It’s important to take these steps, so we don’t fall victim to a mobile device takeover—and know what to do if our number does get “hijacked.”
As a financial firm, we are on the frontlines fighting cyber fraud and protecting clients from hackers. Lately, we’ve been seeing an increase in mobile device takeovers.
What is a mobile device takeover?
Also known as “phone hijacking” or “SIM swap attack”1—it’s when fraudsters take over a mobile device without having to steal the device physically. Instead, they steal your phone number by tricking your cell phone service provider into transferring your phone number to their own device. Your cell phone number has been hijacked. And all the fraudster needed was a fake ID and maybe some answers to your security questions.
The fraudster then receives all your phone calls and text messages. What may be worse: The criminal also is able to reset passwords on accounts that have your number listed for password recovery purposes. The fraudster, not you, will get the one-time verification code sent to allow a password reset.
One of our clients, Bruce, experienced firsthand a breach in cell phone security:2
His phone was working fine while he was at an airport waiting to board a three-hour flight. After the flight, Bruce checked his phone and was surprised to see he had no new messages. He wanted an Uber to get home, but was unable to access that app. He tried to call his wife and wasn’t able to make the call.
In the short time Bruce had been in the air, a fraudster took control of his mobile number and data, accessed his banking app and managed to transfer $20,000 out of his bank account.
What does Bruce do now?
He must immediately contact his service provider and bank. Time is crucial for the recovery process. The service provider should diagnose the extent of the compromise and take steps to protect Bruce. The bank also should immediately begin its recovery and mitigation processes, which include trying to recapture lost funds and renumbering any compromised accounts.
But there is much Bruce might have done long before he was forced to take these measures.
Here is what we all can do now to protect ourselves from mobile device takeover attacks. The keys to preventing phone hacking are to know how to spot fraud, create layers of verification, and protect your identity generally.
Your cell phone security checklist
- Pay close attention to cell phone service disruptions. Bruce was on an airplane, so he didn’t notice a disruption of his service until the damage was done. But if you are unable to receive calls or text messages in a location that normally permits such service, take note. If the disruption lasts 20 minutes, call your mobile phone carrier immediately.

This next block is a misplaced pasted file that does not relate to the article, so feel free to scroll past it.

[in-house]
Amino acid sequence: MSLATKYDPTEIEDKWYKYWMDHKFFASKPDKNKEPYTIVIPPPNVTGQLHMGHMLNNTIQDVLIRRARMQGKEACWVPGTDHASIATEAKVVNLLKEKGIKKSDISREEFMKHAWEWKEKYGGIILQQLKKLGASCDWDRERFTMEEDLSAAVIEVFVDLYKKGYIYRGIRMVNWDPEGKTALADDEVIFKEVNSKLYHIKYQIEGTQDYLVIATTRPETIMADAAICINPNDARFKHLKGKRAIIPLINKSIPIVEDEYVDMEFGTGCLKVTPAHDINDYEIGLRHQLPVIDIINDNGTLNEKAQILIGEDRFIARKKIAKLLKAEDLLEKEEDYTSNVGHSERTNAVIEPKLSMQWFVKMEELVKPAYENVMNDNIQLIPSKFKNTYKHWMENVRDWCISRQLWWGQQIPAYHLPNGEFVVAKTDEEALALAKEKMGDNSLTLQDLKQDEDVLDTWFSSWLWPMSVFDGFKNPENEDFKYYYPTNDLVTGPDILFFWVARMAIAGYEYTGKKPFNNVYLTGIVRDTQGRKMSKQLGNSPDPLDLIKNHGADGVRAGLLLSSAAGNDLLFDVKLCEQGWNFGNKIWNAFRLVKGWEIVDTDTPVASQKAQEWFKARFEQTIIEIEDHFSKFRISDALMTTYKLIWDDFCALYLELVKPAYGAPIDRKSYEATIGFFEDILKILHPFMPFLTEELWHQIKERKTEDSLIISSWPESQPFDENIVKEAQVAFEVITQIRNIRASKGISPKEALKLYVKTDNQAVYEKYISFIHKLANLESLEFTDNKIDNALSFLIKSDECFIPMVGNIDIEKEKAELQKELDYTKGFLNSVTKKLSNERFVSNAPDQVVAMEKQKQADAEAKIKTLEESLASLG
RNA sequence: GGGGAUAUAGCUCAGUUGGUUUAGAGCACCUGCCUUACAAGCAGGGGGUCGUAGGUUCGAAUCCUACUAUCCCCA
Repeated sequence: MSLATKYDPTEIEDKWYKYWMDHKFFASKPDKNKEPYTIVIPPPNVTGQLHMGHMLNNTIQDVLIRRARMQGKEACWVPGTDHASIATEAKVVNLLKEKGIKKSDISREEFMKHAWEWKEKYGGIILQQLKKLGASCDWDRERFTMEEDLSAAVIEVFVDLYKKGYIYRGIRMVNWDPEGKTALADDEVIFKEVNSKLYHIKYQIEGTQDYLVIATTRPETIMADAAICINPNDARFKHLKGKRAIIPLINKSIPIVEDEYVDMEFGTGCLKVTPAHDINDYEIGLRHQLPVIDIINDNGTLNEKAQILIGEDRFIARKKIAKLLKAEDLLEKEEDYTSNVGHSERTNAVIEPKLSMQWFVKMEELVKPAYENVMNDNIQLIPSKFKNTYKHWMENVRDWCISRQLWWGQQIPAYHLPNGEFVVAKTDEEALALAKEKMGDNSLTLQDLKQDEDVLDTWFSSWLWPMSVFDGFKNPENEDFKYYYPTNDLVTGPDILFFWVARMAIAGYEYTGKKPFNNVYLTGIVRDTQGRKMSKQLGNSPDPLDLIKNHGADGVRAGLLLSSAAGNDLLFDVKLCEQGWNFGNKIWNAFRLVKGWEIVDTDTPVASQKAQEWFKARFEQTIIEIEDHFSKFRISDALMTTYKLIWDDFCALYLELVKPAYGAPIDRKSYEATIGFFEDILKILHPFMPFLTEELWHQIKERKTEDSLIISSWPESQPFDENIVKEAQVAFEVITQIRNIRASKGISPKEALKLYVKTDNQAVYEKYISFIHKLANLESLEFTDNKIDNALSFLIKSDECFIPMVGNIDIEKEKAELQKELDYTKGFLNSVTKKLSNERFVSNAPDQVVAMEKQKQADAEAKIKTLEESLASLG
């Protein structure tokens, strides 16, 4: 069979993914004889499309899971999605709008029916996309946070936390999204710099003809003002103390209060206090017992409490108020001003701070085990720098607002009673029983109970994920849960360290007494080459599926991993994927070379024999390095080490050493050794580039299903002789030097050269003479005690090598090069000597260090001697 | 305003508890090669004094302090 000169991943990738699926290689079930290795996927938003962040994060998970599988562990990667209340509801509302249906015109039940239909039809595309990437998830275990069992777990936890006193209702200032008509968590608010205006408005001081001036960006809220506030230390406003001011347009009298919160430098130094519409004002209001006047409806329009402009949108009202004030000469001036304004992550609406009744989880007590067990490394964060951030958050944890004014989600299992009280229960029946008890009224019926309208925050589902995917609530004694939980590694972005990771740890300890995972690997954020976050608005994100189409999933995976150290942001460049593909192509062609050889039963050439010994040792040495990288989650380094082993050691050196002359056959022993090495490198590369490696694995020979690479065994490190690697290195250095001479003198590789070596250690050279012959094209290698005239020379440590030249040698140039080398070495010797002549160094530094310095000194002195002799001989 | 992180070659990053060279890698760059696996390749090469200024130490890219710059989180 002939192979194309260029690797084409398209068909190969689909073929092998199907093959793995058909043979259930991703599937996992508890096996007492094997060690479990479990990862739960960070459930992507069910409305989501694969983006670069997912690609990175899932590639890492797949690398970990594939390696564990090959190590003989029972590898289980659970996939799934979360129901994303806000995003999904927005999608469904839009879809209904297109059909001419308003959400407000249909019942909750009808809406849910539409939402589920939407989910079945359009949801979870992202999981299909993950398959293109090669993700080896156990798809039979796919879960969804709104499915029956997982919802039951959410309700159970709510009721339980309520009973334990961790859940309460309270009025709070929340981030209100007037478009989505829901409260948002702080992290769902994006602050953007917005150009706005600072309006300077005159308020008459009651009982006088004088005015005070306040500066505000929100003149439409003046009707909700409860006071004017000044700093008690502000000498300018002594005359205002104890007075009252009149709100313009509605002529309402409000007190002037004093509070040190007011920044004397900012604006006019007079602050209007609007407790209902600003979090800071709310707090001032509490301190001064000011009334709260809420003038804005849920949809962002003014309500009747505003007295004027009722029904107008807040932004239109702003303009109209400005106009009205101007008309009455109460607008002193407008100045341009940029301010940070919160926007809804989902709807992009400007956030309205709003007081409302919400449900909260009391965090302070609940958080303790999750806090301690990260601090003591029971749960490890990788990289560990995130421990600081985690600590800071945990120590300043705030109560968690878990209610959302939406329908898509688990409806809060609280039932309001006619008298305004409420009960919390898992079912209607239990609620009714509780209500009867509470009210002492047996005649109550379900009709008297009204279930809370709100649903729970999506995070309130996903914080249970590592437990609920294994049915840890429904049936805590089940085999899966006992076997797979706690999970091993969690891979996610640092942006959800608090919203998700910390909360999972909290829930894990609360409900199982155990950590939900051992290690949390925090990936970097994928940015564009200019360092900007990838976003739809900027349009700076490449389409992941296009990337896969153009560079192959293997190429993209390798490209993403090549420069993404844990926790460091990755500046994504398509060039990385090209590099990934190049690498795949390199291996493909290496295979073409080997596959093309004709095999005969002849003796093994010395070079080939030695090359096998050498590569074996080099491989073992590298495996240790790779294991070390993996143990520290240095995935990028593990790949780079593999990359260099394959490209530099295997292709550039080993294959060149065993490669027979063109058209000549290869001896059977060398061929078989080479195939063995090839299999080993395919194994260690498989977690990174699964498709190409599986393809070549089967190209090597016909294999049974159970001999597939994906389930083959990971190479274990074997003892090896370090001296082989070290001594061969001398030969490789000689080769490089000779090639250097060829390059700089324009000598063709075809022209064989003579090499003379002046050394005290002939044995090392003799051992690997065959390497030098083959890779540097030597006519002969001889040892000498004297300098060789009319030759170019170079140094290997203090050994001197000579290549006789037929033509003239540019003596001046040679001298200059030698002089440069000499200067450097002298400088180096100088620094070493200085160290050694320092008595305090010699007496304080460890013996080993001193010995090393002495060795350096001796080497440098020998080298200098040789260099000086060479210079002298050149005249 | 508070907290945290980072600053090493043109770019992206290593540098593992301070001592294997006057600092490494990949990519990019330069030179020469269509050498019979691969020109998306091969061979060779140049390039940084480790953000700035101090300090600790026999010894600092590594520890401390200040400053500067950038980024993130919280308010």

Create layers of verification.
- Add a verbal password to your mobile service account and lock your account to prevent your phone number from being transferred or ported without your authorization. Contact your mobile device provider immediately to do so.
- Enable multi-factor authentication for all online accounts, if offered by the mobile service provider. Enable your device to automatically lock itself after a period of inactivity.
Protect your identity.
- Protect all mobile devices and tablets with your fingerprint or facial recognition technology whenever possible. If these security features are not available, use strong, complex passwords.
- Avoid using the same PIN for multiple devices.
- Avoid answering calls from unknown individuals. Be wary of impersonators attempting to deceive you into divulging information or taking action on a financial account.
- Verify callers before providing any information. If you are unsure, call the business on a known number. For example, if you receive a call from JPMorgan Chase, call the number on the back of your card, or call your J.P. Morgan team member before providing any information.
- Never provide your full card number, PIN or one-time authentication passcode to an unknown caller, even if the caller claims to be from J.P. Morgan.
- Install anti-virus software on your mobile device and activate automatic updates to ensure the devices remain protected.
- Before trading in an old device—erase any personal information it may contain by resetting it to its factory settings.
We can help
As soon as you think you may be a victim of a cell phone security problem—or any other type of fraud—contact your J.P. Morgan team member. Our teams work around the clock and will start the recovery process immediately, and work with you to recover lost funds.
1SIM is an integrated circuit known as the subscriber identification module (aka SIM card) that is intended to store, securely, your international mobile subscriber identity number and its related key. These are used to identify and authenticate subscribers on mobile devices.
2All case studies are based on real-life stories but have been altered to preserve privacy and confidentiality. Any name referenced is fictional and may not be representative of other individuals’ experiences. Information does not guarantee future results.